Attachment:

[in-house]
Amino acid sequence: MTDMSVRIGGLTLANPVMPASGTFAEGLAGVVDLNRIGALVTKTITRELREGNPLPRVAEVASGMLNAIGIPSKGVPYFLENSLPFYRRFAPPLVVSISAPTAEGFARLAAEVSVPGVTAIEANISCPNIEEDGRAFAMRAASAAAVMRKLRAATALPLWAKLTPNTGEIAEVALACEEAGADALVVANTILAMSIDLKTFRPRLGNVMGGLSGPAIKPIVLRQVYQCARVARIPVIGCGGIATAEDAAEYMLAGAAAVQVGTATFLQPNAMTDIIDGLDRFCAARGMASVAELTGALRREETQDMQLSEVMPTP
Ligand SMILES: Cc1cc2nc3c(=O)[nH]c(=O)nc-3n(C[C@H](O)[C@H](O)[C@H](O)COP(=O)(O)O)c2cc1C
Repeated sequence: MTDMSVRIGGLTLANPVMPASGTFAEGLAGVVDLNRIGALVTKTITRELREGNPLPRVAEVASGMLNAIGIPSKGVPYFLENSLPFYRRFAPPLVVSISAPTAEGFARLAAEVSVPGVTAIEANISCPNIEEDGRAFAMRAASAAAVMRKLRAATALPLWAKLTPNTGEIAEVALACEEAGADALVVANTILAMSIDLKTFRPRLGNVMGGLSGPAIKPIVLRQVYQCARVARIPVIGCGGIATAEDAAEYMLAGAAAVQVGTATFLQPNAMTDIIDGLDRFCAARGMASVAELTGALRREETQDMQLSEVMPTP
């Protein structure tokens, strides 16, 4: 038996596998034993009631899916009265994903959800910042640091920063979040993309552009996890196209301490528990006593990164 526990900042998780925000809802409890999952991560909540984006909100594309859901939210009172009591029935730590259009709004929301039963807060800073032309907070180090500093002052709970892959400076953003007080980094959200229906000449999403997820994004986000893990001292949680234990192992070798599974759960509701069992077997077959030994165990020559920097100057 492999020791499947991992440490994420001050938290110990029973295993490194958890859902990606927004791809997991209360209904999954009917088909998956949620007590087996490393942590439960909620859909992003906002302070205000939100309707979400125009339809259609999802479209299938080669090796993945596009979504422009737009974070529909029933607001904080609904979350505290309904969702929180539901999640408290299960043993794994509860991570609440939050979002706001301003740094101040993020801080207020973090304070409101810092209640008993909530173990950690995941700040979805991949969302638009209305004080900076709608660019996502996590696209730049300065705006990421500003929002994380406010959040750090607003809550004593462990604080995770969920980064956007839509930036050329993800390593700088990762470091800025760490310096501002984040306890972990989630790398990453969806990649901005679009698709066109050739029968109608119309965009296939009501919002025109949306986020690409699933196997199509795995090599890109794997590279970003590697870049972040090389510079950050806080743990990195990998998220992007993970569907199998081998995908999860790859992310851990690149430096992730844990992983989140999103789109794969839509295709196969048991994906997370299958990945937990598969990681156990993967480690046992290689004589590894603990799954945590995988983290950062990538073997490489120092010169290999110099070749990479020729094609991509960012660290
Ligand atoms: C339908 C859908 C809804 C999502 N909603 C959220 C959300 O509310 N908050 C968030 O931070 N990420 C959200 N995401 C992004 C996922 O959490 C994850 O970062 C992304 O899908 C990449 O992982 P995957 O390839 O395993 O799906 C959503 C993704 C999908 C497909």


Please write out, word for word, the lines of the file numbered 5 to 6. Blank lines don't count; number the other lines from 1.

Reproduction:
């Protein structure tokens, strides 16, 4: 038996596998034993009631899916009265994903959800910042640091920063979040993309552009996890196209301490528990006593990164 526990900042998780925000809802409890999952991560909540984006909100594309859901939210009172009591029935730590259009709004929301039963807060800073032309907070180090500093002052709970892959400076953003007080980094959200229906000449999403997820994004986000893990001292949680234990192992070798599974759960509701069992077997077959030994165990020559920097100057 492999020791499947991992440490994420001050938290110990029973295993490194958890859902990606927004791809997991209360209904999954009917088909998956949620007590087996490393942590439960909620859909992003906002302070205000939100309707979400125009339809259609999802479209299938080669090796993945596009979504422009737009974070529909029933607001904080609904979350505290309904969702929180539901999640408290299960043993794994509860991570609440939050979002706001301003740094101040993020801080207020973090304070409101810092209640008993909530173990950690995941700040979805991949969302638009209305004080900076709608660019996502996590696209730049300065705006990421500003929002994380406010959040750090607003809550004593462990604080995770969920980064956007839509930036050329993800390593700088990762470091800025760490310096501002984040306890972990989630790398990453969806990649901005679009698709066109050739029968109608119309965009296939009501919002025109949306986020690409699933196997199509795995090599890109794997590279970003590697870049972040090389510079950050806080743990990195990998998220992007993970569907199998081998995908999860790859992310851990690149430096992730844990992983989140999103789109794969839509295709196969048991994906997370299958990945937990598969990681156990993967480690046992290689004589590894603990799954945590995988983290950062990538073997490489120092010169290999110099070749990479020729094609991509960012660290
Ligand atoms: C339908 C859908 C809804 C999502 N909603 C959220 C959300 O509310 N908050 C968030 O931070 N990420 C959200 N995401 C992004 C996922 O959490 C994850 O970062 C992304 O899908 C990449 O992982 P995957 O390839 O395993 O799906 C959503 C993704 C999908 C497909």